Last week, the Comune di Roma treated the eternal city to a full-colour illumination of the front of the Ara Pacis or Altar of Peace.
As part of an actor-led tour that dramatically recounted the stories of Romulus and Aeneas in order to explain their presence on the front of the Ara Pacis, lights were used to superimpose dazzling colours onto white marble facade of the altar. The goal was to give visitors an idea of the monument’s appearance at the time of its dedication in 9 BC.
Though the altar is all-white now, scholars agree that such monuments — as well as sculptures — were once brightly coloured. Thus, vivid blues, greens, yellows, and reds characterized the illumination.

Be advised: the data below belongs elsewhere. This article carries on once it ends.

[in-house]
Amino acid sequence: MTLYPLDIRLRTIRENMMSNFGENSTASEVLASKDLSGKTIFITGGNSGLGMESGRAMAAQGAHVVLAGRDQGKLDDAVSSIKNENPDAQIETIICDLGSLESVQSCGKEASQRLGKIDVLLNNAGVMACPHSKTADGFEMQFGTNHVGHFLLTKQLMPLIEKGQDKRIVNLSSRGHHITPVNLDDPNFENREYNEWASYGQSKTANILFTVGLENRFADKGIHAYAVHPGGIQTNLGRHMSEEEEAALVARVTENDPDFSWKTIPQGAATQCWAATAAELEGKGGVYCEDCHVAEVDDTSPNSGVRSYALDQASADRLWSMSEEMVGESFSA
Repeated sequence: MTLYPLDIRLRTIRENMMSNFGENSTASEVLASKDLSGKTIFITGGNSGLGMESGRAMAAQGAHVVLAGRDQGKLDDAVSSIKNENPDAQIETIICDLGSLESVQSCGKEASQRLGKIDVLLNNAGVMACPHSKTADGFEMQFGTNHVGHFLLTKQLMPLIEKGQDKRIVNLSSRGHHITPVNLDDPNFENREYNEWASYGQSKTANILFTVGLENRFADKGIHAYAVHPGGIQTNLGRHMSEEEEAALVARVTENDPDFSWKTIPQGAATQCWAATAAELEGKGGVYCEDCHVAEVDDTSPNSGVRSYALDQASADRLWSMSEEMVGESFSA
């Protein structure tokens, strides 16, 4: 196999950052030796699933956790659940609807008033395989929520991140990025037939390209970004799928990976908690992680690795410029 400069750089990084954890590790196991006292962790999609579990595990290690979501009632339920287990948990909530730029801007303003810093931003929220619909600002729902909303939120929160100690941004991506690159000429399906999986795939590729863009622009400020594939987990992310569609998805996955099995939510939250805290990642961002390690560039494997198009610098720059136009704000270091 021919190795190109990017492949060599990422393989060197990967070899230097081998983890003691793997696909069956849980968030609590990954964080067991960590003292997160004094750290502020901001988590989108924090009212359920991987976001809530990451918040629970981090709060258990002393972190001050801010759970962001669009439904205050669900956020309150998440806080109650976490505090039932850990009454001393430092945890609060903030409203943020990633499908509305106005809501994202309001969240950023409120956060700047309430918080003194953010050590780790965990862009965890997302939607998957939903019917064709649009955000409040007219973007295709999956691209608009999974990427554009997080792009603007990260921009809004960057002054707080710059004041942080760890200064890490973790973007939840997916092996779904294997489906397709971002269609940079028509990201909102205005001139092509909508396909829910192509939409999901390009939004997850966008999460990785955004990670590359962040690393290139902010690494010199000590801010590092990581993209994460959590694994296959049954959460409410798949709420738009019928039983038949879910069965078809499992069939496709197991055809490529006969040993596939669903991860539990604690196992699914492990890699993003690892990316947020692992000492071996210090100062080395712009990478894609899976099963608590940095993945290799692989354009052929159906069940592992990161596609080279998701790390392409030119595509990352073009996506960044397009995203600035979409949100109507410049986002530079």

Vatican Museums Director, Antonio Paolucci, who co-organized the project, said that the projected colours were chosen based on traces of paint recovered from the monument in the 1930's, such as red ochre and gold leaf.
The Ara Pacis was built in celebration of the end of the civil wars and the advent of peace under the reign of Rome’s first emperor, Augustus.
Though the colour projections were a temporary holiday event, organizers say they hope to make the demonstration a permanent part of Ara Pacis Museum in December 2009.
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